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Graph 1.

27.5%

15.0% 10.0%

INFORMING THE HEDGE FUND COMMUNITY

ISSUE 12 OCTOBER/NOVEMBER 2005


10.0% 17.5% 20.0%

US Equity Global Macro Fixed Income Arb. Source: Asset Alliance

CB Volatility Arb./ CB Arb. CTAs/Trend Follower, Systematic Event Driven and Risk Arb.

Principal Components Analysis of FoFs By Daniel Axmer, Analyst, Asset Alliance


Creating a Fund of Funds (FoFs) is predominantly being done on a bottom-up basis with top-down overlay conducted on the strategy level. The FoFs investment team usually formulate an outlook on the different strategies that they cover and from this make allocations to the hedge funds/strategies that are considered to best reflect their outlook. The portfolio construction is fine tuned by a discretionary call on the level of comfort of having different target weights for the different strategies, for example 35% in Equity Long/ Short, 15% in Event Driven, etc. In most cases FoFs have limits in terms of how much they can allocate to a specific strategy (as well as single manager). An important aspect that is often forgotten in the portfolio construction process is that a lot of different strategies may be driven by the same underlying factors that lead to some groups of managers performing in a similar manner. The main reason for this may be that they use comparable trading styles and/or trade in related markets/instruments. The fact that hedge funds are pursuing different strategies is not insurance that the returns they generate are not related in some way. There are numerous factors that influence the performance of FoFs and it can be hard to get a grasp of what these are by only analysing the aggregate return stream of the portfolio. A useful tool in gauging these factors is Principal Components Analysis (PCA), a quantitative method that can be used to determine how many common factors influence the overall portfolio performance. It also highlights which managers affect which factors and to what extent. In addition, PCA can be indicative of the underlying diversification of a portfolio. Implicitly, it would be desirable for a portfolios returns to be driven by several drivers that are uncorrelated to each other as opposed to only one or two that are responsible for the bulk of the performance. The FoF manager can also gain insight into whether there are any underlying bets/tilts in the portfolio that are sub-optimal. This article goes through how PCA can be utilised in FoFs management to increase the knowledge of how the underlying funds interact. Emphasis is placed on the interpretation of PCA and less so on the underlying calculations. PCA is a quantitative method used to simplify and find linear combinations in groups of data. The objective is to reduce the number of variables in the data and focus on the few factors that explain most of the variation of the underlying group. PCA uncovers the correlation structure of the group and decomposes the data into components, which are orthogonal, uncorrelated to each other, and explain all variance in the data set. The components are ranked in order of importance, i.e. how much they explain of the total variation. The first component accounts for the largest part of the explained variance, the second component for the second largest part of the explained variance, etc. Usually, the number of components is the same as the number of variables in the data set but, generally, the first few components explain the majority of the groups variance. Table 1. Number of Managers per Strategy Strategy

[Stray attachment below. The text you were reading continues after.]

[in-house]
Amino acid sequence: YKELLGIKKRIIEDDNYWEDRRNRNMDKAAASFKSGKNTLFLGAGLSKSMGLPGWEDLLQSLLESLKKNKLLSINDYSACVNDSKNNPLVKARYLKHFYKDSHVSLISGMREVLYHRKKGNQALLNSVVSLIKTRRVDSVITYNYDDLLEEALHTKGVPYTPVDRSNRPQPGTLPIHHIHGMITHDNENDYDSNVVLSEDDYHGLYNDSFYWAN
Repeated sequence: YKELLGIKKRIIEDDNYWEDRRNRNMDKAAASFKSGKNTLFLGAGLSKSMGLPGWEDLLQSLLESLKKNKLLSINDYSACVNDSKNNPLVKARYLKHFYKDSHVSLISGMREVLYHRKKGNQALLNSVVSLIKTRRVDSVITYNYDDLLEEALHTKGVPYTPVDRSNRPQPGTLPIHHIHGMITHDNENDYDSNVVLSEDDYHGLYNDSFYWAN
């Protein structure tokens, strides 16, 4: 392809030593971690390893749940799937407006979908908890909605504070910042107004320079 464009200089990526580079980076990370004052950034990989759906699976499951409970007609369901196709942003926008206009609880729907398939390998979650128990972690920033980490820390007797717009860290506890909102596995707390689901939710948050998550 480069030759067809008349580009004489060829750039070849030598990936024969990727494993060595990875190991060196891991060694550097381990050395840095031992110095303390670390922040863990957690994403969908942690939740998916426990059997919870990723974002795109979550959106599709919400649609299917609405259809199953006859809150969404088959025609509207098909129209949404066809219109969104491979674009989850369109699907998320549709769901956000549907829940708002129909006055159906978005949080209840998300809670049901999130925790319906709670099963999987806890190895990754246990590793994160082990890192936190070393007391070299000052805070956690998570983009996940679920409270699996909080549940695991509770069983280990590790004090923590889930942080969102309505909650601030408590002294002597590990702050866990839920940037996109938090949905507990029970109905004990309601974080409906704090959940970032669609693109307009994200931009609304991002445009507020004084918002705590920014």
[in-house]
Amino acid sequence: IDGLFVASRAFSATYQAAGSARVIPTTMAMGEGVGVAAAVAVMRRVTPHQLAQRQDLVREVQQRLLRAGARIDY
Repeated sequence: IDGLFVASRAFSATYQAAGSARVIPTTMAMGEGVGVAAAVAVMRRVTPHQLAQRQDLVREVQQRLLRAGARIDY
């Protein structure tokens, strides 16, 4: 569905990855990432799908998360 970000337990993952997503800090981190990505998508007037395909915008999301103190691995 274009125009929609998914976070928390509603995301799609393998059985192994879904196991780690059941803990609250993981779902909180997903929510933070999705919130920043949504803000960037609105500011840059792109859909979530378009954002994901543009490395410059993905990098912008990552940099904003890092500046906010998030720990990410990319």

Convertible Bond & Volatility Arb. CTA Event Driven & Risk Arb. Fixed Income Arb. Macro Long/Short Equity Total
Source: Asset Alliance

Graph 2.

Managers
6 4 8 7 4 11 40

The obstacles with PCA are that components are not directly observable and there may not even exist a real variable that reflects the component. One approach to identify the components is to run a correlation analysis against variables that are thought to influence the underlying data. Obviously it is important to have a representative and large database of market variables. Application and interpretation To get an understanding of how PCA can be used to analyse FoFs, a portfolio is created that consists of 40 managers representing six broad hedge fund strategies. The classifications and returns are acquired from a large, wellknown managed accounts platform. The fund classifications are as follows: Convertible Bond & Volatility Arbitrage, CTAs, Event Driven & Risk Arbitrage, Fixed Income Arbitrage, Global Macro and Long/Short Equity. Table 1 shows the number of managers represented in each strategy and Graph 1 on p.27 shows the weights according to strategies (equally for all managers at 2.5%).

The returns are collected net of fees and covers the five-year period starting in January 2000 and ending in December 2004. Funds with managed account track records shorter than five years are backfilled using the performance of the managers flagship fund, which the managed account is replicating. When selecting the managers, emphasis has been placed on selecting as diverse a portfolio as possible with managers within each strategy pursuing different sub-strategies. For example, the Long/Short Equity segment consists of managers with long bias, short bias, variable bias, market neutral/pair trading, and statistical arbitrage. Analysis The output from the PCA can be seen in Graph 2. The bars indicate how much of the total variation is explained by each of the first 10 components. The first component explain 25% of the variation of the FoFs, the second component explains 18%, etc. The line shows the cumulative proportion of variance explained. On aggregate, the first 10 components explain 82% of the portfolio variance. The PCA has effectively reduced the dimensions in the data set and it is now easier to analyse and interpret the underlying structure. Instead of trying to find patterns straight from the 40 different return streams we can now focus on a few key factors and try to get an understanding of what drives the portfolio. In this case, it is clearly important to try and relate real world variables to at least the first two components (which make 43% of total variation) and if

30%

90% 80% 70%

25%

25%

20% 18% 15%

Proportion of Variance (rhs) Cumulative Proportion (lhs)

60% 50% 40%

10%

9%

30% 8% 6% 20% 4% 4% 3% 3% 2% 10% 0%